Has the IMF really changed? Academic arm-wrestling from Washington…..

November 18, 2009

     By Duncan Green     

A new report from the Center for Economic and Policy Research in Washington DC tries to work out whether the IMF has really changed its thinking in response to the global economic crisis and the general perception that countercyclical responses (rather than belt-tightening austerity) are the right way to go in a recession.

After a (fairly polite) public row with Fund staff at a panel on the crisis (which you can watch on the 50 minute youtube below), the CEPR team went back and analysed IMF agreements with 41 countries. (For Fund geeks, these include Stand-By Arrangements (SBA), Poverty Reduction and Growth Facilities (PRGF), and Exogenous Shocks Facilities (ESF)). What did they find?

‘31 of the 41 agreements contain pro-cyclical macroeconomic policies. These are either pro-cyclical fiscal or monetary policies – or in 15 cases, both – that, in the face of a significant slowdown in growth or in a recession, would be expected to exacerbate the downturn. In some cases, the Fund subsequently relaxed the original conditions; sometimes (as in Hungary, Latvia, Republic of Congo, and Haiti) this appeared to be the result of social unrest or other pressures on the borrowing government.

In many cases the Fund’s pro-cyclical policies were based on over-optimistic assumptions about economic growth. IMF programmes tableThe IMF has a history of over-optimistic projections in many countries. So it is not so easy to separate forecasting errors from an underlying bias toward overly restrictive fiscal and monetary policies.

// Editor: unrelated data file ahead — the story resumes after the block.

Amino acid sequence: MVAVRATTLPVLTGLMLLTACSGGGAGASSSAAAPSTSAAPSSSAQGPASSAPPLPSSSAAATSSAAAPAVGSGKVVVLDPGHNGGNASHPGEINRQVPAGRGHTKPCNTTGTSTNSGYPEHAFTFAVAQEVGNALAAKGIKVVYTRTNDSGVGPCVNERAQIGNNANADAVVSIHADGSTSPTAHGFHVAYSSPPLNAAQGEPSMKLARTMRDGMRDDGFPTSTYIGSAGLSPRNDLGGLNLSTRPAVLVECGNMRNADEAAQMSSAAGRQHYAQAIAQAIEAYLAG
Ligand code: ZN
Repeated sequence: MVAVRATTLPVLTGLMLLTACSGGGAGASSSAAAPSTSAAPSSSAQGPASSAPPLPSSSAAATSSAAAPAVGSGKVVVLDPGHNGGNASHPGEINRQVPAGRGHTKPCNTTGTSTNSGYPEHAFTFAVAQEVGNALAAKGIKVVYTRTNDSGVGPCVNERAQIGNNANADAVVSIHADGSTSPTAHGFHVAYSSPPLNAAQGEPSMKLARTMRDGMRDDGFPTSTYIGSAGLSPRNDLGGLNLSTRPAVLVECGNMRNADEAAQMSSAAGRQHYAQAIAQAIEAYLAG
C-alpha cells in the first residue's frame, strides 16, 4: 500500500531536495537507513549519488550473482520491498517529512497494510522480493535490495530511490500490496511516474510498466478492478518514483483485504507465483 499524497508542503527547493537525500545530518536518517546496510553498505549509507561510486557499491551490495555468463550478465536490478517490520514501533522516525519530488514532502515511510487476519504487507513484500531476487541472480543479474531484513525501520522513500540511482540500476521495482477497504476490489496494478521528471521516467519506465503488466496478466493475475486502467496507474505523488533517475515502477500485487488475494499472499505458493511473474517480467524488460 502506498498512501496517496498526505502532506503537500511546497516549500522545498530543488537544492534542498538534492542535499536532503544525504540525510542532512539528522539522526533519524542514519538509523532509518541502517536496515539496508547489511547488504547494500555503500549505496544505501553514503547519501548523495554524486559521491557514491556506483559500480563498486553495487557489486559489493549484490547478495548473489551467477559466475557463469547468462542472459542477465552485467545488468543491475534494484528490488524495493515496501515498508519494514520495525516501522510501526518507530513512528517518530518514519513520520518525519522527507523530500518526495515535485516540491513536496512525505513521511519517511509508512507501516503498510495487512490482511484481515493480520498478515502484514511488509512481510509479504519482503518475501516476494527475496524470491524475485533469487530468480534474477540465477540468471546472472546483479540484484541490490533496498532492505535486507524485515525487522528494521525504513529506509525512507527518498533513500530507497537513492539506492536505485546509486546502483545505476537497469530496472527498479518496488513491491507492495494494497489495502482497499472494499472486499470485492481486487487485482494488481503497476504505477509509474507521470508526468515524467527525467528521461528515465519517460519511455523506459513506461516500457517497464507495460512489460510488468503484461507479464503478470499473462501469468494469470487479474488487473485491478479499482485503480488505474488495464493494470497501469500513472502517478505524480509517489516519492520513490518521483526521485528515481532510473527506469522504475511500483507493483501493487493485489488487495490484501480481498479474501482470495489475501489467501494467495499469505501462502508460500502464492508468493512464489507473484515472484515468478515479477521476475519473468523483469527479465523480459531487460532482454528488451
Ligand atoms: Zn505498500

Over the past year or two the IMF has been a strong supporter of the use of government fiscal stimulus to counter-act the world recession, and it has long supported expansionary monetary policies, e.g. in the European Union, as well. It may then seem paradoxical that so many of the IMF’s agreements concluded during this recession have been pro-cyclical. But there has long been a double standard for low-and-middle income countries, in that Fund policy does not allow or encourage the same types of expansionary macroeconomic policies as it recommends for the high-income countries.

The economic argument for this double standard is that developing countries face a much more binding foreign exchange constraint… Of course some countries headed into this downturn with unsustainable fiscal or current account deficits; but even in these cases there should be a strong bias towards waiting until the world recession has passed before attempting to adjust these deficits. Other countries may have an unsustainable debt burden; in these cases there is an argument for more and speedier debt cancellation in the near future, rather than trying to improve the fiscal balance while the economy is crashing.

In some countries the rationale for tightening macroeconomic policies during the current downturn has been to restore confidence as a result of capital flight. In these cases, the IMF should be more open to capital controls, which it does not recommend in any of the agreements, and in some cases (e.g. Pakistan) it opposes these measures.’

The report was rebutted by the IMF in another one hour panel discussion (that should test your youtube stamina), and the CEPR has responded to the rebuttal with an eight page response. Also worth checking out is ‘Doing a Decent Job‘, a Eurodad report on the IMF’s alleged conversion that goes into more depth at what is actually happening at country level. This one could run and run….

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